When attacks on public education, public workers and their benefits come from all sides, where do those who want to protect the public good go for help?
“We need to start with ourselves,” said Emily Sullivan, an elementary art teacher and part of a 5-member team from the Plattsbugh Teachers Association during a community engagement session at NYSUT’s Local Action Project. “Communication, trust, collegiality and support within the membership of our unions must be strengthened.”
Only then can unions work to strengthen the communities in which they work.
And that work is desperately needed, noted Eric Zachary, who directs the AFT’s human rights and community relations department. And it’s not just public education at stake. “Forces are also working to dismantle economic justice, educational opportunities and democratic voice,” said Zachary.
The community outreach session is just one of many being offered this week to nearly 150 members as part of NYSUT’s Local Action Project, a week of intensive union training in Saratoga Springs. Besides getting the latest on state and national issues, members will meet daily to network and discuss their own successes and challenges about what works locally.
The group cheered one success on the first day when Wayne White, president of the Bellport Teachers Association, noted his members’ success at electing pro-public education candidates to their Long Island school board.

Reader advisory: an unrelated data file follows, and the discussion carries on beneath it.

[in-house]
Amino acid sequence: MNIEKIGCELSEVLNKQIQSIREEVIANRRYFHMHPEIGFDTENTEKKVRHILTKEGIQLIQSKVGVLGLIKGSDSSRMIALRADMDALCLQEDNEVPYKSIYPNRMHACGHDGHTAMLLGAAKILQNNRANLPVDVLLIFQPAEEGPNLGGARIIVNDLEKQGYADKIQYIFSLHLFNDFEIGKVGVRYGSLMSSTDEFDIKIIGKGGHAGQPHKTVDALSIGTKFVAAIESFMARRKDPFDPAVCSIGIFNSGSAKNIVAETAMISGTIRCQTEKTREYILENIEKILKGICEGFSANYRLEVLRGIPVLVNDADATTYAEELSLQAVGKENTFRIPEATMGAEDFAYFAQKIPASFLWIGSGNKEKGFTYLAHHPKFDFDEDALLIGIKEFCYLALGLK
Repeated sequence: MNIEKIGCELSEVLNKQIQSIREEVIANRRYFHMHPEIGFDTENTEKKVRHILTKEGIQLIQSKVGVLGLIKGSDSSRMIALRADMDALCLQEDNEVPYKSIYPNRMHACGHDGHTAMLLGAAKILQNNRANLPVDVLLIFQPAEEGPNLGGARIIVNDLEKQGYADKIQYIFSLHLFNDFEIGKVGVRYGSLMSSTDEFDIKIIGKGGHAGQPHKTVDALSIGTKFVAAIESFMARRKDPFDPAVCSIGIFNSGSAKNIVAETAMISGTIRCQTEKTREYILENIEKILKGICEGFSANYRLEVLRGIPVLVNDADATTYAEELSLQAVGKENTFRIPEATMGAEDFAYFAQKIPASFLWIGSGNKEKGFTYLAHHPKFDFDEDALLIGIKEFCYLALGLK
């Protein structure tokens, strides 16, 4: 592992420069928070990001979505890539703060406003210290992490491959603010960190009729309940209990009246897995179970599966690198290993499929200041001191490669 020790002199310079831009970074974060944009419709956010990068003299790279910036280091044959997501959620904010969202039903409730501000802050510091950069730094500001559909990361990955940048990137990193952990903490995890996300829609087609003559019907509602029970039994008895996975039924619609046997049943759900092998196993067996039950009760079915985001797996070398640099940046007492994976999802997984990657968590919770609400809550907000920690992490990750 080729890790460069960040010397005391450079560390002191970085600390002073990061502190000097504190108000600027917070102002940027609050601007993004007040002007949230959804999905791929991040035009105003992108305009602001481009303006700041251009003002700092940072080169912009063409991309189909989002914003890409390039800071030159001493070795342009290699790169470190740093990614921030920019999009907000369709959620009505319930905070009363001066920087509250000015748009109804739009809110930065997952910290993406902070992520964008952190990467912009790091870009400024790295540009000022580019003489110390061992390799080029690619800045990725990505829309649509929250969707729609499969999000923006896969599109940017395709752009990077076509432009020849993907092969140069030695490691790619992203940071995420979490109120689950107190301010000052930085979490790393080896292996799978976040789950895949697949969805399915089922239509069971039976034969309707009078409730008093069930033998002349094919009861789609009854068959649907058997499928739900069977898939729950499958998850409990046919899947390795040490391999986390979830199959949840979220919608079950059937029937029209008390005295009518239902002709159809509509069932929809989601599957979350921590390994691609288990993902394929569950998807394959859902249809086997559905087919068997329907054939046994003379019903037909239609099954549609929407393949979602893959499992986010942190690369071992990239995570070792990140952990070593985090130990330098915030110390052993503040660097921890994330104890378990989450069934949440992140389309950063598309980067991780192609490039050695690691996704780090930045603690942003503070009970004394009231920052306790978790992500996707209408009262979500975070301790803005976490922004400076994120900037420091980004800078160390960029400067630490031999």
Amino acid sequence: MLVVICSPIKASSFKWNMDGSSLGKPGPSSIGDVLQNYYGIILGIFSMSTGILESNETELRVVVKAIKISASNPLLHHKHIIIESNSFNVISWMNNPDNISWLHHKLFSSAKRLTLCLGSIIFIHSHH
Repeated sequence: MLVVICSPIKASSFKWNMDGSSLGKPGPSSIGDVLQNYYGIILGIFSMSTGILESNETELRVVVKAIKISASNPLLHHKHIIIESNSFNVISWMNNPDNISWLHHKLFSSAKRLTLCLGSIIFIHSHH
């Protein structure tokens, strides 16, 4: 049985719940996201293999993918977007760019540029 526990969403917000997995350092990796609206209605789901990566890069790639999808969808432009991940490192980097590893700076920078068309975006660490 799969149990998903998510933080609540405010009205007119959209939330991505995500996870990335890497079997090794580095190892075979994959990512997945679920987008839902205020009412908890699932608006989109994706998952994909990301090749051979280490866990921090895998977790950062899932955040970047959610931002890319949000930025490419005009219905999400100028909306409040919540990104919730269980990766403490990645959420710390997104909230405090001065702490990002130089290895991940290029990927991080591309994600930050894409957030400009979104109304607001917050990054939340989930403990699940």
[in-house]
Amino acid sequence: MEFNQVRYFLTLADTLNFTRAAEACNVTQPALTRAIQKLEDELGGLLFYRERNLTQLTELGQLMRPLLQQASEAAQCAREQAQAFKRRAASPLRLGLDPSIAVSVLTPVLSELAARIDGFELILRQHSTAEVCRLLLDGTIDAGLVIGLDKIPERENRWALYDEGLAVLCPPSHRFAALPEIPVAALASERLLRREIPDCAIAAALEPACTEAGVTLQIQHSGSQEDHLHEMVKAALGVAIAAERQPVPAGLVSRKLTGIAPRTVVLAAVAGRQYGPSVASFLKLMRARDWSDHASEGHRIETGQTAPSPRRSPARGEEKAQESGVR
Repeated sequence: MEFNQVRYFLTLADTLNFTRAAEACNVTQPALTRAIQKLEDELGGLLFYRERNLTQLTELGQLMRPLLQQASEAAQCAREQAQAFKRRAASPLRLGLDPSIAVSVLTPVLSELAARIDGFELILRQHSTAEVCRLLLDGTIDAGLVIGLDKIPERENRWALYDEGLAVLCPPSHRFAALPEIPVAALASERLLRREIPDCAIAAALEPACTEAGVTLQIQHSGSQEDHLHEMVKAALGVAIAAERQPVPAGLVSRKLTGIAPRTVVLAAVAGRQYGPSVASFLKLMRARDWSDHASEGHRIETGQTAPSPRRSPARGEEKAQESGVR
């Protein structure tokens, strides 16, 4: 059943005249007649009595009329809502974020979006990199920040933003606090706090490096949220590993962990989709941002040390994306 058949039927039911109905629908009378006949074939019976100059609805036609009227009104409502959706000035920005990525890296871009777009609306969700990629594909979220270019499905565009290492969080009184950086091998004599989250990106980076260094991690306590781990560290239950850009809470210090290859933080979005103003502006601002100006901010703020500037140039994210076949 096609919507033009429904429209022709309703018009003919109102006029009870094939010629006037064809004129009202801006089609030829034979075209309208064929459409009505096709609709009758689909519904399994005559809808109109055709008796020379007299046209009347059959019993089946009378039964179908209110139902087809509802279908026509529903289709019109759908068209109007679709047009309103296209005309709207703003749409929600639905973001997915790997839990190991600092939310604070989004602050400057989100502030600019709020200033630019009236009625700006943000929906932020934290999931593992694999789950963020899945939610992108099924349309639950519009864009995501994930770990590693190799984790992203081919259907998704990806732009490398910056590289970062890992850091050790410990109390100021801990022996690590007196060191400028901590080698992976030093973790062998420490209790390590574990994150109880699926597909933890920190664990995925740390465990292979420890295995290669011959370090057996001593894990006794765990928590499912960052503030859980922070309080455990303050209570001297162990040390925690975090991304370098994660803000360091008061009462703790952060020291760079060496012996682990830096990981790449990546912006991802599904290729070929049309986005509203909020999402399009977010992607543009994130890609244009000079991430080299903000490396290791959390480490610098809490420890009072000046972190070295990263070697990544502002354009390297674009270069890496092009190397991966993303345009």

The group also cheered the announcement that the Rockland County Teachers Association, a coalition of NYSUT locals in that county, had raised $3,670 for NYSUT’s Disaster Relief Fund. Debbie Kydon, president of the Rockland BOCES Staff Association, delivered the funds on behalf of the group to NYSUT Vice President Kathleen Donahue, who oversees the union’s relief efforts.
Local Action Project participants are from 21 local unions, ranging from Western New York (Niagara Wheatfield Teachers Association, Kenmore Teachers Association) to Central New York (East Syracuse Minoa) to Long Island (Bellport, Half Hollow Hills, Sachem Central and Sayville) to the many local unions from the Capital District, North Country and lower Hudson Vally.
Other highlights of the week will include a discussion on challenges facing unions led by NYSUT’s top lawyer Rich Casagrande and a presentation by the Parent Teacher Home Visit Project on approaches to working with the community. Also, for the fifth year, participating locals from across the state have collected donations to help the Franklin Community Center Food Pantry get through lean summer months.
Donahue explained that locals selected for LAP make a minimum three-year commitment as the training becomes more specific each year to a local union’s needs.
Since 1997, LAP has brought together local unions to learn proven strategies developed to increase member participation, build community support, close the achievement gap and to achieve success in contract negotiations, political action, budget votes and other homegrown issues.